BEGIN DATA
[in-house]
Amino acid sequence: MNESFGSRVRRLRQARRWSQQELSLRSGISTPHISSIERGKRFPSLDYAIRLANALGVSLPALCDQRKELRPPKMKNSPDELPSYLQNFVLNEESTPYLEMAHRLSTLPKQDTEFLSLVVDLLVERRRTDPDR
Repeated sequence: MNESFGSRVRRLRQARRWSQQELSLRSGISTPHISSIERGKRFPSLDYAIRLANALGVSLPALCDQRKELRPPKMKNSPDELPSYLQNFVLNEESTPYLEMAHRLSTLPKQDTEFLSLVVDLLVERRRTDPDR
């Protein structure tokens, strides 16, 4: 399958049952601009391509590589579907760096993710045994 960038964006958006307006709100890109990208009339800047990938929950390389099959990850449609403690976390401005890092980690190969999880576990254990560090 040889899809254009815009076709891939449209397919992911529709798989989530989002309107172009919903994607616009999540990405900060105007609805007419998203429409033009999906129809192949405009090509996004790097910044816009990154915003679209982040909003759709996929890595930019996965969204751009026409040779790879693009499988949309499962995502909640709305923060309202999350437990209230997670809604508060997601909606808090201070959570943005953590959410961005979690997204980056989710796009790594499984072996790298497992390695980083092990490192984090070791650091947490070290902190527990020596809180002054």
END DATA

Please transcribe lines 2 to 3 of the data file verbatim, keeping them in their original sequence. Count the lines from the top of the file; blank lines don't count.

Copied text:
Amino acid sequence: MNESFGSRVRRLRQARRWSQQELSLRSGISTPHISSIERGKRFPSLDYAIRLANALGVSLPALCDQRKELRPPKMKNSPDELPSYLQNFVLNEESTPYLEMAHRLSTLPKQDTEFLSLVVDLLVERRRTDPDR
Repeated sequence: MNESFGSRVRRLRQARRWSQQELSLRSGISTPHISSIERGKRFPSLDYAIRLANALGVSLPALCDQRKELRPPKMKNSPDELPSYLQNFVLNEESTPYLEMAHRLSTLPKQDTEFLSLVVDLLVERRRTDPDR